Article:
- There are people innovating to get it right, such as Isetan CEO Sugie, Hysan’s Lee, and Caruso.
- It helps regenerate neighbourhoods, as witnessed by Mexico’s Valladolid residents.
- Tax systems are slowly starting to catch up, not least in Southeast Asia.
- Design studios around the world are creating standout shops that offer something unique.
- It’s a way to breathe new life into old buildings, as Tokyo’s Elävä proves (5).
- It gives exposure to local designers and makers, crucial in places such as Bogotá.
- Some shopping – such as buying souvenirs – just can’t be done online, as Greece’s Anamnesia shows.
- It’s still essential for placemaking, as developers in London are well aware.
It’s a national holiday and Japan’s busiest department store is bustling. On the ground floor of Isetan in Tokyo’s Shinjuku district the cosmetics, fragrance, jewellery and handbag counters are a mob scene. Not even the gloomy skies and near-freezing temperatures are enough to keep people away.
Toshihiko Sugie, the president and ceo of Isetan Mitsukoshi Holdings, stands quietly in his immaculately tailored navy suit, watching this lively scene from the main entrance. The 58-year-old executive, who was in charge of business strategy until he was tapped for the top job in 2017, couldn’t ask for a better display of the department store’s enduring appeal. “People want a more affluent life. They have a desire for possessions that set them apart from everyone else,” he says. “That’s why you see such big crowds, even on a day like this.”
No department store in Japan comes close to Isetan’s cradle-to-grave selection: 18 floors split between two buildings filled with Mira Zwillinger wedding dresses, designer handbags, meals for weaning infants, funeral co-ordinators, freshly caught sea bream and 3,000 kinds of men’s dress shoes. It’s where the fashion-aware and status-conscious can shop for every occasion and season, knowing that they will be ahead of trends. Isetan’s owner also has significant history: officially formed when rivals merged in 2008, Isetan Mitsukoshi traces its beginnings to the kimono trade – Mitsukoshi was founded in 1673 and Isetan in 1886.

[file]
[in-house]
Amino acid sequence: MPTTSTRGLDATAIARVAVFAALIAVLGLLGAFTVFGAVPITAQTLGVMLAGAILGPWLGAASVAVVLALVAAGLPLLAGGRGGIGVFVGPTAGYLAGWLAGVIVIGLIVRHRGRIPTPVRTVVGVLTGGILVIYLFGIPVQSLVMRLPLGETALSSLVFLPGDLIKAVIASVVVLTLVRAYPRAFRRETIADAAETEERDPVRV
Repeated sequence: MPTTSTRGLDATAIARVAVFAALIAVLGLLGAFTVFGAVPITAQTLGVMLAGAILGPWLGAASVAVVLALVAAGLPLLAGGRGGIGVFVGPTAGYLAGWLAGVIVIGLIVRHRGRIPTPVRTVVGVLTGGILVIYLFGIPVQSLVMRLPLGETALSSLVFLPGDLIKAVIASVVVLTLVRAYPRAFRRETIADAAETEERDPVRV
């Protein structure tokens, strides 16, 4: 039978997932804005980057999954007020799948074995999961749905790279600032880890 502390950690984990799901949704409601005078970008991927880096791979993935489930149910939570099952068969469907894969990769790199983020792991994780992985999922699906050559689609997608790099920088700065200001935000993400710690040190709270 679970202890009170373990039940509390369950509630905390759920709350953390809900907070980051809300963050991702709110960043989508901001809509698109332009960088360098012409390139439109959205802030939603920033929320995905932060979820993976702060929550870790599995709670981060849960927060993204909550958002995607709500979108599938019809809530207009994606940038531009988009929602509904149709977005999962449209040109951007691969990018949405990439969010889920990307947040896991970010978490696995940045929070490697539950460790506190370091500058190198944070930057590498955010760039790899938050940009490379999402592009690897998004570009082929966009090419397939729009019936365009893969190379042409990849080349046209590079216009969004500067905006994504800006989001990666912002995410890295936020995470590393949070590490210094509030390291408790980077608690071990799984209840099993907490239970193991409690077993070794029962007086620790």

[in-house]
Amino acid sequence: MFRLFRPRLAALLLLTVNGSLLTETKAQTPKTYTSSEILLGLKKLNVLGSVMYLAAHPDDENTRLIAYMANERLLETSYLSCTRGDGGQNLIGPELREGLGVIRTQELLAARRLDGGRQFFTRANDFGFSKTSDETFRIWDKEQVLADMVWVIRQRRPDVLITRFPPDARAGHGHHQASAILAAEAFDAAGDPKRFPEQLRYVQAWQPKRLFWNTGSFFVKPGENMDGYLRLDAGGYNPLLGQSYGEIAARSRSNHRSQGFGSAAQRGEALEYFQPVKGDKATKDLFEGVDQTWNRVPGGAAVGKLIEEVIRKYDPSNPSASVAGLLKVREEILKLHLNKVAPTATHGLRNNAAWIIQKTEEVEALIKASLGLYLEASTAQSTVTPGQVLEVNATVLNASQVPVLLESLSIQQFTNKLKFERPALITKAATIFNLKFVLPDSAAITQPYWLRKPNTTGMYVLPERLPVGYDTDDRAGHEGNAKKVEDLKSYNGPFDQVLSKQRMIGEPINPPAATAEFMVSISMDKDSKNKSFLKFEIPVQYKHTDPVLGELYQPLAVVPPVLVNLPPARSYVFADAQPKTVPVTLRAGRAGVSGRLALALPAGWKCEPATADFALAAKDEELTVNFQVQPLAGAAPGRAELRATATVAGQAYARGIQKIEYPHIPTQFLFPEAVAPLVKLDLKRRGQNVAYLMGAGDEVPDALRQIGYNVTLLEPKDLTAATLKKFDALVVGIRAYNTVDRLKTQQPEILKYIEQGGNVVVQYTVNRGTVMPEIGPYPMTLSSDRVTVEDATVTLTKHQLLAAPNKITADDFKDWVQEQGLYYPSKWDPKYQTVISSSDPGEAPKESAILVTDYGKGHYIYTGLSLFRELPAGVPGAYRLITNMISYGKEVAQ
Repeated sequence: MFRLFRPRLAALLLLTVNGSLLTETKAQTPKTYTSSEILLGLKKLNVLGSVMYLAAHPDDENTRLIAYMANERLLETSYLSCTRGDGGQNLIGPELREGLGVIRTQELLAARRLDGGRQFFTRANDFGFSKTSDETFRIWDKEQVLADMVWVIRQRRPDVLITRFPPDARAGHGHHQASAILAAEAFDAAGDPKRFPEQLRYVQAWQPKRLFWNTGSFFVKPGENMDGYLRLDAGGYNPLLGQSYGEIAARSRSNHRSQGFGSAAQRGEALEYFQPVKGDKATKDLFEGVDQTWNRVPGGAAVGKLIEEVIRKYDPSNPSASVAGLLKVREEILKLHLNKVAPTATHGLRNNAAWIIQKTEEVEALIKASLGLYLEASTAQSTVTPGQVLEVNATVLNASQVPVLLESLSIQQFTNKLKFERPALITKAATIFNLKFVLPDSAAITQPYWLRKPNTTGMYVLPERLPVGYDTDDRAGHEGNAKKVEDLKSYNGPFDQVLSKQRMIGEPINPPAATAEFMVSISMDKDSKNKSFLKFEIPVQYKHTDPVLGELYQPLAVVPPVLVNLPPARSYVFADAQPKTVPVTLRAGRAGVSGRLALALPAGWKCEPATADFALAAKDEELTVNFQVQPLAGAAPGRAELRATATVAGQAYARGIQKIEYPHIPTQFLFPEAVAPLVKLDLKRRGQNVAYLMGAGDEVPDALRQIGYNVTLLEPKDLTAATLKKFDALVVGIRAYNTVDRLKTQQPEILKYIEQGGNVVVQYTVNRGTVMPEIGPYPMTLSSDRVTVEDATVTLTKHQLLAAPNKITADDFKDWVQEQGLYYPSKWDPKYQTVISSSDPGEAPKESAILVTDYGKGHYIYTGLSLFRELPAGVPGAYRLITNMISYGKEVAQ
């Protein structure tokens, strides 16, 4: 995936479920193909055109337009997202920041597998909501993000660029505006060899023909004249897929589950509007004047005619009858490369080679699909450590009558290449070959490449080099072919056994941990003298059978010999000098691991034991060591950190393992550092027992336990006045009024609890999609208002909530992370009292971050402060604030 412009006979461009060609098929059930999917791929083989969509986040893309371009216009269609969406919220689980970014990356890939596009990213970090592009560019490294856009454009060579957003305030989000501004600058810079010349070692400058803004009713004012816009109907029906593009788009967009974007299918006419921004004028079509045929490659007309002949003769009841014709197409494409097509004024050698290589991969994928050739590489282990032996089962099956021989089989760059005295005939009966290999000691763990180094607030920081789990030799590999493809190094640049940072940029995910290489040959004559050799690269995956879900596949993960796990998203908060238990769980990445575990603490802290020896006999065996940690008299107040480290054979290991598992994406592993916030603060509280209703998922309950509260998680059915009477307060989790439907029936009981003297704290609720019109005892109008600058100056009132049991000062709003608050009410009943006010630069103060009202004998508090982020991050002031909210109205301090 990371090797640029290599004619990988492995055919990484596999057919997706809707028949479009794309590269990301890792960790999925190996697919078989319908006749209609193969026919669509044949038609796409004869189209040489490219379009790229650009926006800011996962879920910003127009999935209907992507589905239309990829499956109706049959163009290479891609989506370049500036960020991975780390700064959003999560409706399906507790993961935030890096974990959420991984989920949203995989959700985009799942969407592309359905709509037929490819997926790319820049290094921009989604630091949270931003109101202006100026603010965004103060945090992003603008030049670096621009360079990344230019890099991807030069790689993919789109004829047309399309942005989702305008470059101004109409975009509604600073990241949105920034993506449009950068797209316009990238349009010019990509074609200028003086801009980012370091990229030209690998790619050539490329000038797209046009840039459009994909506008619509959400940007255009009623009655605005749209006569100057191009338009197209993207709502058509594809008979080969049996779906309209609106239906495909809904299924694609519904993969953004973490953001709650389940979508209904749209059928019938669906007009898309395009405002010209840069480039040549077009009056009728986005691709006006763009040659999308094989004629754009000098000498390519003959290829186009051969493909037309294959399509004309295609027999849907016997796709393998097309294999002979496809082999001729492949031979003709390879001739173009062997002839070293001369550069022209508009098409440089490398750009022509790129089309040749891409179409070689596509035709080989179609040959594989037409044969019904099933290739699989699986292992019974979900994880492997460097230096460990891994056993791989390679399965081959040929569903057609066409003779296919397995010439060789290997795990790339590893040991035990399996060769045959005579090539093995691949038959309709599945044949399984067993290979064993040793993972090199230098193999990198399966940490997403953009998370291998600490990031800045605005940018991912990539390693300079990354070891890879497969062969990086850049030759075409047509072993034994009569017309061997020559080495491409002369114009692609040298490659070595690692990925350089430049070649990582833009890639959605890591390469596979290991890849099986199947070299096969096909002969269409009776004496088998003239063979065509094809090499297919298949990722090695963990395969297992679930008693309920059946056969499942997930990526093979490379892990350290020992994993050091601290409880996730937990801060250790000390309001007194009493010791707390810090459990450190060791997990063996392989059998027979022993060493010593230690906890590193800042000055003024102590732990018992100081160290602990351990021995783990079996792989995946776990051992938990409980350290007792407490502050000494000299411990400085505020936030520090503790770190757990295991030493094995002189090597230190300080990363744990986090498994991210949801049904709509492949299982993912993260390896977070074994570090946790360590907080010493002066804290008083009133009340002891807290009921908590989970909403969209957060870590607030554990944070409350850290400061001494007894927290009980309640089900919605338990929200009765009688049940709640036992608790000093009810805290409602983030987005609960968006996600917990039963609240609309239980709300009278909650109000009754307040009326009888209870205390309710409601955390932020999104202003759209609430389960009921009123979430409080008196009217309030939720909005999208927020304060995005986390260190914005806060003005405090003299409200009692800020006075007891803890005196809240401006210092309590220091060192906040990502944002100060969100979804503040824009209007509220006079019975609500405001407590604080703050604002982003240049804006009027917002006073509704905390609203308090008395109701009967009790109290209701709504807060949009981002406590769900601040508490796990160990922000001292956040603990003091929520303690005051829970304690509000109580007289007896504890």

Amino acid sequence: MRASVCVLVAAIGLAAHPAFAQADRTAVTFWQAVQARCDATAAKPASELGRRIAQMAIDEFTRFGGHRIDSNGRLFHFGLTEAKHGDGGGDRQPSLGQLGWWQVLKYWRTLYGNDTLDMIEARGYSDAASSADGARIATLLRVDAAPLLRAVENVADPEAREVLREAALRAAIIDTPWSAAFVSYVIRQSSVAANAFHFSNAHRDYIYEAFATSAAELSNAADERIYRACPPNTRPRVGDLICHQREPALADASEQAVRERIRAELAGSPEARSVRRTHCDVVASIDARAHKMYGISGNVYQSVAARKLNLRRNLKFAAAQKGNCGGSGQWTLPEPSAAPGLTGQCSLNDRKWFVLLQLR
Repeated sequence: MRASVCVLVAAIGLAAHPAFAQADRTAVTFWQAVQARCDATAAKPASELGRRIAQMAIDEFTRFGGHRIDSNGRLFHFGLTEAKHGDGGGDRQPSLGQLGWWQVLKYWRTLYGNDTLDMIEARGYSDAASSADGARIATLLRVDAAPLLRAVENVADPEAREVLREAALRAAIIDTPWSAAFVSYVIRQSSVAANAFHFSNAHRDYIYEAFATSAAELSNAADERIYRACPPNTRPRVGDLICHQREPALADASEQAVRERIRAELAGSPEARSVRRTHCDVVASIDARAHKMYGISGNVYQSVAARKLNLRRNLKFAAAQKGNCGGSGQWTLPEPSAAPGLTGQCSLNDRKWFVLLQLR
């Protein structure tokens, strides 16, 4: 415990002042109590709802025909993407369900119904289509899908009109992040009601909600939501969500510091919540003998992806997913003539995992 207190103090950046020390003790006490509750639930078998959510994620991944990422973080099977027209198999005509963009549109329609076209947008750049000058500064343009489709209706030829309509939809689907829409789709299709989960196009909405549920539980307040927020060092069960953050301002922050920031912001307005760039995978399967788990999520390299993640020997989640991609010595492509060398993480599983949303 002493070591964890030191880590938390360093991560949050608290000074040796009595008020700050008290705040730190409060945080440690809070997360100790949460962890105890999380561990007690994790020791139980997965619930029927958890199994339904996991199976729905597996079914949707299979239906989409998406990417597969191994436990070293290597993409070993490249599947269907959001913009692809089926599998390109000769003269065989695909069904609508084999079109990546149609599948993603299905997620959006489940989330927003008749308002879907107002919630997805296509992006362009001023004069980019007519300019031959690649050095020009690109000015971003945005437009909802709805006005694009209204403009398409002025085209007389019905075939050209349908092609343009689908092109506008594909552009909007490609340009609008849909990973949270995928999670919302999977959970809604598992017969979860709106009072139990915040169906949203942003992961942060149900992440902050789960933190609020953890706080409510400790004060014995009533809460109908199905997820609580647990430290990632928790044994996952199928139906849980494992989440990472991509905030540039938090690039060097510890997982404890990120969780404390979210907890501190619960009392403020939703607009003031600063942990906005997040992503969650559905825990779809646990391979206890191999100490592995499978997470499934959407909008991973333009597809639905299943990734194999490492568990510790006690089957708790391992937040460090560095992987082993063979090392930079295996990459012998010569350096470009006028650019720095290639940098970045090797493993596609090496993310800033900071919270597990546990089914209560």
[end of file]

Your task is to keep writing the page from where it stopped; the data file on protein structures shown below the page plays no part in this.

But department stores all over the world are struggling and it’s no different here. Since the late 1990s, revenues in Japan’s department stores have shrunk by 40 per cent to less than ¥6trn (€48bn). In the past decade more than a fifth of the sector’s shops have closed as e-commerce has chipped away at the business from all sides. Isetan Mitsukoshi has seen revenue slide 11 per cent from ¥1.4trn (€11bn) at the end of financial year 2009 to ¥1.3trn (€10bn) in the last fiscal year, although that is still the sector’s highest.
From the moment Sugie took over he went on the offensive. His first year was spent on long-overdue housekeeping. He shut unprofitable stores and business divisions and reduced the staff headcount, which resulted in short-term losses but freed up money for future projects.
Sugie is now pouring ¥25bn (€200m) into renovations at two of the company’s three main Tokyo shops. Shinjuku Isetan, which leads the industry with 25 million visitors a year, is getting a top-to-bottom makeover, its first since 2013. “Women spend more on cosmetics and accessories than they do on clothing. Yet we have one floor for cosmetics and accessories and three for clothing – that will change,” he says. Across town in the Nihonbashi district, the company’s Mitsukoshi store has just reopened several floors after part of a two-phase upgrade. Its new services are a hit: 90 concierges, spread among floors, to help shoppers sift through clothes, food and furnishings.
Then there’s a possible expansion of the small menswear and womenswear shops – pared-down versions of department stores – at Tokyo’s Haneda Airport and downtown business districts, opened under his predecessor. “A lot of businessmen don’t have time to visit our department stores but they’ve become customers through our airport shops,” he says.
Sugie is also beefing up the company’s e-commerce presence. As chief digital transformation officer – a post he created for himself – he has formed a 300-member division that will make sure every product at every store is available online, starting with Shinjuku Isetan’s 30 million items. “We have only 10 per cent of our inventory online. I want it to be 100 per cent,” he says.
The technology rollout at Shinjuku Isetan and Nihonbashi Mitsukoshi is already underway. With apps, sales staff now share what they know about their loyal customers’ buying habits while customers can sign up online for one-on-one sessions with personal stylists, food experts and beauty coaches. And to prevent initiatives from getting bogged down by bureaucracy, Sugie attends mid-level digital-strategy meetings. “In a Japanese company it’s hard to know who has authority and there’s often hesitation about how to proceed. I can make sure decisions are made,” he says. “It also sends a message to the entire company that this is important for our future.”
He’s not stopping there either. Perhaps one of his most ambitious goals is to find a path into people’s homes by extending the company’s reach; for example, he’s trialling clothing rentals for young women and closet-organising for families.